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3 Lessons Learned About Customer Insight Selling

Posted by Robert Beckerman
Robert Beckerman
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3-lessons-learned-about-customer-insight-selling-jpgIf your sales team is still relying on solution selling to move products, you’ve probably noticed some problems with making targets. While solutions selling was the go-to method for many years, it simply isn’t as effective any more. Customers are doing their own groundwork, and researching solutions long before they start sending out RFPs. They no longer feel like they need advice and guidance, just a great price on their chosen solution. This turns your sales team into little more than estimators. If you continue to rely only on solution selling, you’ll be entering into a constant bidding war with other vendors around the world. If you are striving to be a valuable asset to your clients, then you should learn these three lessons about the Insight Sales Process™.

Customers Want to be Challenged

When customers see a problem and then spend time to identify a solution, it’s not uncommon for them to get tunnel vision. They can become so focused on a single direction that they fail to see much larger associated issues or risks with the solution itself. That’s why they need a salesperson that is knowledgeable about all aspects of the industry, and willing to challenge their assumptions. This approach breaks the solutions-selling roadblock, and allows your sales team to demonstrate real, actionable value to the customer. Adopting a “customer is always right” attitude can set the customer, and your sales team up for failure. If a customer buys your solution, and then experiences unforeseen problems, you and your team are on the hook. With insight selling, it’s the job of your sales team to foresee those problems, and steer customers toward better solutions.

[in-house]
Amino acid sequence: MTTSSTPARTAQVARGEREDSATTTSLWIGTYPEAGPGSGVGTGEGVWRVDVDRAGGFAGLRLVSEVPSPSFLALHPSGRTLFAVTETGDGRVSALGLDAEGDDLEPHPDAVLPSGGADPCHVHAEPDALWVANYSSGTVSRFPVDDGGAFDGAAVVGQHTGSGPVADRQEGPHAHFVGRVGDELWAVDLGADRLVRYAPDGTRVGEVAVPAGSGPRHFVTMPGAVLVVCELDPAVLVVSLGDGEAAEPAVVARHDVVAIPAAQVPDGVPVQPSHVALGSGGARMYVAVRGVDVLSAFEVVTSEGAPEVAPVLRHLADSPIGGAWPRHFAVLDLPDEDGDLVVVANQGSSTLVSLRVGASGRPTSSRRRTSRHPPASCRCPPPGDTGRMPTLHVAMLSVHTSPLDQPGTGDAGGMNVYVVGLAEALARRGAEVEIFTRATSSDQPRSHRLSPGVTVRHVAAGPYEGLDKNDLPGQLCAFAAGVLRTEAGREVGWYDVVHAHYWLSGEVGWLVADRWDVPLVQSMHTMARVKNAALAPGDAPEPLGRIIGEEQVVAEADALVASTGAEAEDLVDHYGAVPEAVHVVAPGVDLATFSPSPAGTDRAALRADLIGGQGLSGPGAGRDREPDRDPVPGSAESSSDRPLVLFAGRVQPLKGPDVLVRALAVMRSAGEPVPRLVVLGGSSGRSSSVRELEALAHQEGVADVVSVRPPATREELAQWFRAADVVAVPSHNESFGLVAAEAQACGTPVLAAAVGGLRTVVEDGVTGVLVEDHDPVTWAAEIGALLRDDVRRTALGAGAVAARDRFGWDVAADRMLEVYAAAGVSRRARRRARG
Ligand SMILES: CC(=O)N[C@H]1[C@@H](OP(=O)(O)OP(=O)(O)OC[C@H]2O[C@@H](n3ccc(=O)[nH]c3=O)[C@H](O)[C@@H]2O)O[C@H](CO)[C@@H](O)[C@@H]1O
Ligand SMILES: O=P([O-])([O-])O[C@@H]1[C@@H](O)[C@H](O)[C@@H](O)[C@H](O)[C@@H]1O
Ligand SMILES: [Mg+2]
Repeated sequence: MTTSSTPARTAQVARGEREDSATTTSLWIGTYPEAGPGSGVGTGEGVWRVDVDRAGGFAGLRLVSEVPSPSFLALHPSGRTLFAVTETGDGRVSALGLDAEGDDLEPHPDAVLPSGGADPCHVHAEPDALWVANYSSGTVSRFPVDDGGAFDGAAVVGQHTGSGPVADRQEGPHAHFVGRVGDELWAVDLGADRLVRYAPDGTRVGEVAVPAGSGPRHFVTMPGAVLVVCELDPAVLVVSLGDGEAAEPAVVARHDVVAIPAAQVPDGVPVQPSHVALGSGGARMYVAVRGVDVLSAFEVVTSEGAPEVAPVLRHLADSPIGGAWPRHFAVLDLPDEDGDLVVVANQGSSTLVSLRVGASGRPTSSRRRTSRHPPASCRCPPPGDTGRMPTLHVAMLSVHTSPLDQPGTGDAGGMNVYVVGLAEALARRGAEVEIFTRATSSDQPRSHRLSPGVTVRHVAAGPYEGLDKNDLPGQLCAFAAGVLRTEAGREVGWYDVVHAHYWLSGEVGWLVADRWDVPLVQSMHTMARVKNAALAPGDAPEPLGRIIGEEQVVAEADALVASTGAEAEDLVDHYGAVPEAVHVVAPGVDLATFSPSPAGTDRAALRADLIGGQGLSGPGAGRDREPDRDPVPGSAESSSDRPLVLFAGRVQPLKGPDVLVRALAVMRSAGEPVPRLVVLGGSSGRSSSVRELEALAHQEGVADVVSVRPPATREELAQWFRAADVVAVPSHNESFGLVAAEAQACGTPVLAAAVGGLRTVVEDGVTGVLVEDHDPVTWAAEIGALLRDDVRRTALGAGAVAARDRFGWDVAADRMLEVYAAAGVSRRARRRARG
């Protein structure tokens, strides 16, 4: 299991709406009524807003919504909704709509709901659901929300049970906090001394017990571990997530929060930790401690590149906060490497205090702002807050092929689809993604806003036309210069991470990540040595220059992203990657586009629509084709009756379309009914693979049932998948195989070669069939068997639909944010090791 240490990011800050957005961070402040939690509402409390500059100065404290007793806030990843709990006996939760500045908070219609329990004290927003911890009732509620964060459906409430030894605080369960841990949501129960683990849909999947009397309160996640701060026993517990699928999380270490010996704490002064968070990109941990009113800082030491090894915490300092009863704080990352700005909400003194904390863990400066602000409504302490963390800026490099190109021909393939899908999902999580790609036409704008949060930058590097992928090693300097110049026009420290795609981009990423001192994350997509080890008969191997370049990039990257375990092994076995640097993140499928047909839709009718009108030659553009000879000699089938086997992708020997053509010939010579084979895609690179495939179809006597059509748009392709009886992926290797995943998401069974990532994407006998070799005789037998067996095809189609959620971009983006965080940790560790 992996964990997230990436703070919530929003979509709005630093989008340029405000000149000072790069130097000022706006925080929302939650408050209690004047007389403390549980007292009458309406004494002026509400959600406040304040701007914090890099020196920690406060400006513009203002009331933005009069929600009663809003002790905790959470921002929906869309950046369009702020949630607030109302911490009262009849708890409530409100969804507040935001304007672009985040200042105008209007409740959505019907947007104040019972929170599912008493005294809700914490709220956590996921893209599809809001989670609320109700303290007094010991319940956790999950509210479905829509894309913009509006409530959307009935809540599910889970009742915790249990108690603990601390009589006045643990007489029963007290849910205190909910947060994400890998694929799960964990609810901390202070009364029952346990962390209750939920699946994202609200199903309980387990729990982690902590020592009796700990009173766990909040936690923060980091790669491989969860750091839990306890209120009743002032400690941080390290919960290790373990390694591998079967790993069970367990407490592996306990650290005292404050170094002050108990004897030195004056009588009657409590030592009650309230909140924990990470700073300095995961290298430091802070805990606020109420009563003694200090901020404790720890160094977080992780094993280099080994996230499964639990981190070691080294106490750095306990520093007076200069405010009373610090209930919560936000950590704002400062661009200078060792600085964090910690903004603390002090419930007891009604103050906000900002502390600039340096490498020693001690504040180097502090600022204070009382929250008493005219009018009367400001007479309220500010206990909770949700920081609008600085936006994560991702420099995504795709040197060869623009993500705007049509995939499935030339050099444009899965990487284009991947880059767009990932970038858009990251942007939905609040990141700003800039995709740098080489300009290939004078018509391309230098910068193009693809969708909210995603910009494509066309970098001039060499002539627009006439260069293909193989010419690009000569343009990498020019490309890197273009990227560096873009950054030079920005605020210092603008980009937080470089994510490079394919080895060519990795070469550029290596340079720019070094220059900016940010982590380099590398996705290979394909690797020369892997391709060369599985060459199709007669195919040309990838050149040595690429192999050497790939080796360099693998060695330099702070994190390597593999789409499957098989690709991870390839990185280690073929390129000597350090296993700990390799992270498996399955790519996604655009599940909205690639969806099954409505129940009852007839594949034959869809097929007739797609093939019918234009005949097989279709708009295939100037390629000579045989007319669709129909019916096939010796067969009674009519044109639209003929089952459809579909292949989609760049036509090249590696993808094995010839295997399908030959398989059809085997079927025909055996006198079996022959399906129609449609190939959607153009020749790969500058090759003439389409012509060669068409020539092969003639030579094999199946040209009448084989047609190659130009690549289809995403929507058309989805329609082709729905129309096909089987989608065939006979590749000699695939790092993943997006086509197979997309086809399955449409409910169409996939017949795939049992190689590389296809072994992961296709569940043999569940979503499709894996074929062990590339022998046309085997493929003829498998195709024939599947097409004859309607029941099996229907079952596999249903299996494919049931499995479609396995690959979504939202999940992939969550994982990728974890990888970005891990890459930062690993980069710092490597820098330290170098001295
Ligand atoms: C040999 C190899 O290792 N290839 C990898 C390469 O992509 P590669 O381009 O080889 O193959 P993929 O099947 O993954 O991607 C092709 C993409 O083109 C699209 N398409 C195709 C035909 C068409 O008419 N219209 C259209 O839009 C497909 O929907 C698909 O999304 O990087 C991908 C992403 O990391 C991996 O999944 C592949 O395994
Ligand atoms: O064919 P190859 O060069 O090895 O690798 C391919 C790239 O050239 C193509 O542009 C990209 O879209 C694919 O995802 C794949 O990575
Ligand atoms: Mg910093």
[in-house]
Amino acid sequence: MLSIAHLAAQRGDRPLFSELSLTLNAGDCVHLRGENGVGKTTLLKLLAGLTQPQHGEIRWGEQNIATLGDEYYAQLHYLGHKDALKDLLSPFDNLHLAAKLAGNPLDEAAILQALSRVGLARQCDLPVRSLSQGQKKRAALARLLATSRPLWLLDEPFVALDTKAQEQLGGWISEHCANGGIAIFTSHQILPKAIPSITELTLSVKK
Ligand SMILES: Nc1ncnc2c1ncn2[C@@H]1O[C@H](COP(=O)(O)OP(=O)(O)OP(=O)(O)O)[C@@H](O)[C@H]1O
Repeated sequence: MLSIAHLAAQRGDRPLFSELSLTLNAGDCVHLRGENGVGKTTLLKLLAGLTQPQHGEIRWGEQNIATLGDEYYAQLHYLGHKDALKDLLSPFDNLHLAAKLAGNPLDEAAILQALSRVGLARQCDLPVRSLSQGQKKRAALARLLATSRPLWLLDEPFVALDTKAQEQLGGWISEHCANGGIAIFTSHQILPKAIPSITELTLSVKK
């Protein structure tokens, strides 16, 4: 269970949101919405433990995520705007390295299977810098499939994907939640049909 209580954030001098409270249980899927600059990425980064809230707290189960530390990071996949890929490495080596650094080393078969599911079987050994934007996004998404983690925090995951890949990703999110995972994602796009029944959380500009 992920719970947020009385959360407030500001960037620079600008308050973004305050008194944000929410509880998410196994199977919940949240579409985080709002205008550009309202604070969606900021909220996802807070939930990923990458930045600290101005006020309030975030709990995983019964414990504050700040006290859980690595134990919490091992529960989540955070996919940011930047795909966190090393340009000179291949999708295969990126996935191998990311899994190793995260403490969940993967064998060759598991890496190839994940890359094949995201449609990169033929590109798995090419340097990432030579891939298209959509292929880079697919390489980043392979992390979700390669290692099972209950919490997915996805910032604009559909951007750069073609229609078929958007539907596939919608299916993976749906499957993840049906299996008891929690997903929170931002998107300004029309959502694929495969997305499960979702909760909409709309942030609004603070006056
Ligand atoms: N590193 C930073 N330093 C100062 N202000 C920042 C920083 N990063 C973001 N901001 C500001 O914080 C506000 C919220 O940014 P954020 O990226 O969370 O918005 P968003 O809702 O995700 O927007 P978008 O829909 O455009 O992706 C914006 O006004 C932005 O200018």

Customers Want More Than a Vendor

Vendors are easy to come by. No matter how obscure the product is that is being looking for, a Google search will typically yield hundreds of potential providers. When a buyer needs a product, they can simply order it from any one of those options, usually at a discount. So, why do customers still engage with salespeople? Because they have doubts. Even after all of their internal research and discussions, they’re still not entirely sure that they fully understand the problem. If they’re a little unsure about all aspects of the solution, they are willing to engage with a sales rep, hoping to validate their conclusions. What they need is a professional that can understand the buyers framework and where needed, they will challenge assumptions, identify risks and opportunities that were not understood or appreciated. . When your sales team can fill that role, they’ll become one of the customer’s most important partners.

The Insight Sales Process™ makes it Possible

Proper implementation of The Insight Sales Process™ requires that your sales reps collect, and leverage your key insights for all customers. Your unique Insight Panel needs to be consistently used to selecting the next best strategy and to align relevant content and value.

By collecting and databasing insights about your customers and prospects, your sales team will start to self-manage the process and immediate gains in sales effectiveness will be created. The insights should be scored in two specific ways to provide a standard process to manage sales productivity.  Measure the completeness of insights gathered and develop an overall Insight Index. You now have a framework to quantify sales effectiveness that you can monitor over time.

The Insight Sales Process™ will also make it possible for your team to consistently deliver experiences of value that will differentiate them and your company and will drive increases in your sales outcomes.

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Topics: Insight Sales Process, Customer Development & Retention